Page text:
Extreme Precipitation on Consecutive Days Occurs More Often in a Warming Climate

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Du H., Donat M. G., Zong S., Alexander L. V., Manzanas R., Kruger A., ...More

Bulletin of the American Meteorological Society, vol.103, no.4, 2022 (SCI-Expanded) identifier identifier

  • Publication Type: Article / Article
  • Volume: 103 Issue: 4
  • Publication Date: 2022
  • Doi Number: 10.1175/bams-d-21-0140.1
  • Journal Name: Bulletin of the American Meteorological Society
  • Journal Indexes: Science Citation Index Expanded (SCI-EXPANDED), Scopus, Academic Search Premier, Applied Science & Technology Source, Aqualine, Aquatic Science & Fisheries Abstracts (ASFA), Artic & Antarctic Regions, CAB Abstracts, Compendex, Computer & Applied Sciences, Environment Index, Pollution Abstracts, Public Affairs Index
  • Keywords: Extreme events, Precipitation, Climate change, Climate records, Climate prediction, HEAVY-PRECIPITATION, FUTURE CHANGES, TEMPERATURE, INDEXES, TRENDS, INTENSIFICATION, 20TH-CENTURY, DURATION, RAINFALL, WEATHER
  • Istanbul Technical University Affiliated: Yes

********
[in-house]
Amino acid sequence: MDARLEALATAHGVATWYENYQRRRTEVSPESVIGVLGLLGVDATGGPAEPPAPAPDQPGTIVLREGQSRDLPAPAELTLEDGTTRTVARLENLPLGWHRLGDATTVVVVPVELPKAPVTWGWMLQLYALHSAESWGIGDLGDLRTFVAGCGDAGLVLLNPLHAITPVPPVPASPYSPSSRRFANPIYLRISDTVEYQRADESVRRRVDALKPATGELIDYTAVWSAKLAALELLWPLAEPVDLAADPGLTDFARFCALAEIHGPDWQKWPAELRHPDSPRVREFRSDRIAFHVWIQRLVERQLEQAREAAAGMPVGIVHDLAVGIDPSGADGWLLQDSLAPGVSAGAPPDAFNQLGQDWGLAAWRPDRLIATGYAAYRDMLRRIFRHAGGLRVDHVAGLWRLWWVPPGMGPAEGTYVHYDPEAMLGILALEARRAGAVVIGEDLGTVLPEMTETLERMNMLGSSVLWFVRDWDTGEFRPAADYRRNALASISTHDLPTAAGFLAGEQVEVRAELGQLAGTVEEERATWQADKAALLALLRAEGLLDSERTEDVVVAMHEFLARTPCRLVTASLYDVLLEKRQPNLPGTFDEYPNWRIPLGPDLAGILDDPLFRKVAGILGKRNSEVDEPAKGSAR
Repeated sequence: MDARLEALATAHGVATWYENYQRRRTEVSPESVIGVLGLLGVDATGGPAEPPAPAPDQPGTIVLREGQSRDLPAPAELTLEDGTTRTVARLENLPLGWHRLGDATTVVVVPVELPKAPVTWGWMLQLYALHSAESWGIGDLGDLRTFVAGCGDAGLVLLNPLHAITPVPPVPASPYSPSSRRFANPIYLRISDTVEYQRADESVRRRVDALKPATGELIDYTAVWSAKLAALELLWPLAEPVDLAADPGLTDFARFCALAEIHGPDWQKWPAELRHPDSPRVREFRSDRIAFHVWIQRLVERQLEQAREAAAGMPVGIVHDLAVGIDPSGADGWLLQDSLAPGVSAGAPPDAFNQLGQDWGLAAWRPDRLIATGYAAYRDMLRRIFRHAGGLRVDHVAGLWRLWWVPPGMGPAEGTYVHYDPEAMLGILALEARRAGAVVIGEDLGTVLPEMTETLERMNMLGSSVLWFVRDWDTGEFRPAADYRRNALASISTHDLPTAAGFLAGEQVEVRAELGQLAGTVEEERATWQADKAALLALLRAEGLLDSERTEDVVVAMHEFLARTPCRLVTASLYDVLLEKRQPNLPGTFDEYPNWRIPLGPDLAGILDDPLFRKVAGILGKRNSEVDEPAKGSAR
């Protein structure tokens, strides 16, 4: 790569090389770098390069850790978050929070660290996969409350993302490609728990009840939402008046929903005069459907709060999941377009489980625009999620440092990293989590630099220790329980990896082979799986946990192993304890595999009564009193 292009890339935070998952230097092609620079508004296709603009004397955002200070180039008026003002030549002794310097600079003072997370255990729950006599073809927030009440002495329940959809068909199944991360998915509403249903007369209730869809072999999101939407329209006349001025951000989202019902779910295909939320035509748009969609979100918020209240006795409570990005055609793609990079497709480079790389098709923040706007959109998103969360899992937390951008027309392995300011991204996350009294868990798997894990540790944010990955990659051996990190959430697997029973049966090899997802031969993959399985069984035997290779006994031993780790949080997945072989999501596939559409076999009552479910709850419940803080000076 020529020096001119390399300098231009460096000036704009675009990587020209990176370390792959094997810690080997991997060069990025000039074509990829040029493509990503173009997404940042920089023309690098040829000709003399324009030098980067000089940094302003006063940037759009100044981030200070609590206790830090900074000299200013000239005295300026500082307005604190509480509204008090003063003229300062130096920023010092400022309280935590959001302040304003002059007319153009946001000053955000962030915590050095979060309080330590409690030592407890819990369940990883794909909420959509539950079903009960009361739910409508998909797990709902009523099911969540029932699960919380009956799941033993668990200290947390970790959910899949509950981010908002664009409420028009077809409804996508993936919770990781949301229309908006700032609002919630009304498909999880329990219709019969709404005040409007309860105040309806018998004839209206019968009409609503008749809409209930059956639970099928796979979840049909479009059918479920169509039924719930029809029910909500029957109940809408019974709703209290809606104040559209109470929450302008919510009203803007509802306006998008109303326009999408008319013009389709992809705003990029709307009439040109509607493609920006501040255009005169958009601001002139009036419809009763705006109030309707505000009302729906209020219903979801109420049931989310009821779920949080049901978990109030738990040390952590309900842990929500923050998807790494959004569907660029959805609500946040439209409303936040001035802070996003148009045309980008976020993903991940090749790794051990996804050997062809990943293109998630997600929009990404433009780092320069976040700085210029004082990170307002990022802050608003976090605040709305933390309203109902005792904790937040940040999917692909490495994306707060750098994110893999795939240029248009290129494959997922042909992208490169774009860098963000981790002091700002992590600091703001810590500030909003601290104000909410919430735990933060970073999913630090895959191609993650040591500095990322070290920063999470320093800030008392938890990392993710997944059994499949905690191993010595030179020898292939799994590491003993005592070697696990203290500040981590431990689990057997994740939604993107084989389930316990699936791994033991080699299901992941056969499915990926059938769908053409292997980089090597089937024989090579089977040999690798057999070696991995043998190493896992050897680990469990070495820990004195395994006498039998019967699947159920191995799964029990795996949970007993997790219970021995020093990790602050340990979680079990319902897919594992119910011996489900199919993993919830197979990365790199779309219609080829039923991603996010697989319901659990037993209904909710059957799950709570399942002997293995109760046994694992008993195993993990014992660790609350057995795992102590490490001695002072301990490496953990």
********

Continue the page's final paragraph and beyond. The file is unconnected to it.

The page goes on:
© 2022 American Meteorological SocietyExtreme precipitation occurring on consecutive days may substantially increase the risk of related impacts, but changes in such events have not been studied at a global scale. Here we use a unique global dataset based on in situ observations and multimodel historical and future simulations to analyze the changes in the frequency of extreme precipitation on consecutive days (EPCD). We further disentangle the relative contributions of variations in precipitation intensity and temporal correlation of extreme precipitation to understand the processes that drive the changes in EPCD. Observations and climate model simulations show that the frequency of EPCD is increasing in most land regions, in particular, in North America, Europe, and the Northern Hemisphere high latitudes. These increases are primarily a consequence of increasing precipitation intensity, but changes in the temporal correlation of extreme precipitation regionally amplify or reduce the effects of intensity changes. Changes are larger in simulations with a stronger warming signal, suggesting that further increases in EPCD are expected for the future under continued climate warming.